John McCain's recent foray into pop culture commentary has drawn the mockery and scorn of everyone from Paris Hilton to his own mother. But did it work? Tom Daschle think so. He tells the Financial Times the attack ads are responsible for Barack Obama's dip in polls:
Tom Daschle, the former Democratic Senate majority leader, said in an interview with the Financial Times that the Mr Obama's Republican rival John McCain was seeing a "short-term blip" as a result of the advertising, including one that used the image of Charlton Heston as Moses to mock the supposedly messianic Mr Obama as being "The One".
"To a certain extent the ads are having some effect," Mr Daschle said. "But you can't be thrown off your game plan by a momentary dip in polls."
Meanwhile, the Washington Post finds Democratic strategists worried that Obama's response has been too soft:
Such attacks have raised worries among Democratic strategists -- haunted by John F. Kerry's 2004 run and Al Gore's razor-thin loss in 2000 -- that Obama has not responded in kind with a parallel assault on McCain's character. Interviews with nearly a dozen Democratic strategists found those concerns to be widespread, although few wished to be quoted by name while Obama's campaign is demanding unity.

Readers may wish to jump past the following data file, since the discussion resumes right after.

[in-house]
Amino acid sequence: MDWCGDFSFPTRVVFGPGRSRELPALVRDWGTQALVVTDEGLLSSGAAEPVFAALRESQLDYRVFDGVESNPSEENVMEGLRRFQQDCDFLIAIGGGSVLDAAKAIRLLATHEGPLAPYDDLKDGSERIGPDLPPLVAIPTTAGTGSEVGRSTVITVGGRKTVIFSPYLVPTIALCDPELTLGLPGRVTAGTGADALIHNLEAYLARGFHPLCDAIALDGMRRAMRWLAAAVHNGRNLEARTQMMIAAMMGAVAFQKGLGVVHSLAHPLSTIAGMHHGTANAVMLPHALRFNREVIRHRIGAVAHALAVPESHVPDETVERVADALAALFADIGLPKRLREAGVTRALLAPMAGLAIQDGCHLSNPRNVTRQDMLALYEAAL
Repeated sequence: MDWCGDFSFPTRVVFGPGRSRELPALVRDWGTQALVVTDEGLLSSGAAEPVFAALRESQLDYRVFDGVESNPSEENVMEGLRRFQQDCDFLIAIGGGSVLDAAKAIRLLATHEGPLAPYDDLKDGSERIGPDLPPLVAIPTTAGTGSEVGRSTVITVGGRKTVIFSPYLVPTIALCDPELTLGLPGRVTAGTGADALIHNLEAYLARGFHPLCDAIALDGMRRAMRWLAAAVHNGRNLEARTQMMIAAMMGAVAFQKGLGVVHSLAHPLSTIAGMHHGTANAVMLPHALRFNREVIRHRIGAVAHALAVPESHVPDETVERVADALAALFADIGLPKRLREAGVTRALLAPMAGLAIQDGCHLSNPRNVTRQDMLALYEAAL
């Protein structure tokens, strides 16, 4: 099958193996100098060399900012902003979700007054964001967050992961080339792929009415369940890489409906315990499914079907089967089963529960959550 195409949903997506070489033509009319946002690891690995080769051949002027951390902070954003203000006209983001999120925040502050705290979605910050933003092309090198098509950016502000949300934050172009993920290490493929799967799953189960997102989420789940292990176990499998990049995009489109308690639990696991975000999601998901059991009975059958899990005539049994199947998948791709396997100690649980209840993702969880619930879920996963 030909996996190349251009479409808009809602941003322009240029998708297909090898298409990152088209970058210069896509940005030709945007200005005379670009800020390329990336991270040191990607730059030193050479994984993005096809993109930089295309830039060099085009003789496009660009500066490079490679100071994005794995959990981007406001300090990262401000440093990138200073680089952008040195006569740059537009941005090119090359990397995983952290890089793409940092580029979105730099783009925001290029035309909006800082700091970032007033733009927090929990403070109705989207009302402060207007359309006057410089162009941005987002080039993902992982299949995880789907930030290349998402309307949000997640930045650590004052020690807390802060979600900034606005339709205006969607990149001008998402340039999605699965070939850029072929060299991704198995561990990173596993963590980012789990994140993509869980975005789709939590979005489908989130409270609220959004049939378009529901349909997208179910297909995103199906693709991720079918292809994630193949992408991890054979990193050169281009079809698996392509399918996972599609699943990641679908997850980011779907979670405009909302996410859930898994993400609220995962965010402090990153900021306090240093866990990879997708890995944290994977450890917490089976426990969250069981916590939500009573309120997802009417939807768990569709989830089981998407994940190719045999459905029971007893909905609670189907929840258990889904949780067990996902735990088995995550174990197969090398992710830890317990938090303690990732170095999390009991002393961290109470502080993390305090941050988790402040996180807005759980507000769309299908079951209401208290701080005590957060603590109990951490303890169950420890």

"Democrats are worried," said Tad Devine, a top strategist for Kerry who thinks Obama must stay on the high road. "We've been through two very tough elections at the national level, and it's very easy to lose confidence." ...
"If somebody attacks you, you have to frame the attack: 'This is the same old politics, or better yet, the Bush-Rove politics,' " something Obama has done well, said one Democratic strategist. "At the same time you do that, you have to counterattack. You don't want to look like a whiner. You want to look tough."
The Obama campaign says outside complaints are no reason to change strategy, and one consultant admits that that could be a good thing: "One of the great strengths of the Obama campaign has been to not listen to the D.C. chattering class. They have a plan and they stick to it. But clearly, the D.C. chattering class are all wringing their hands."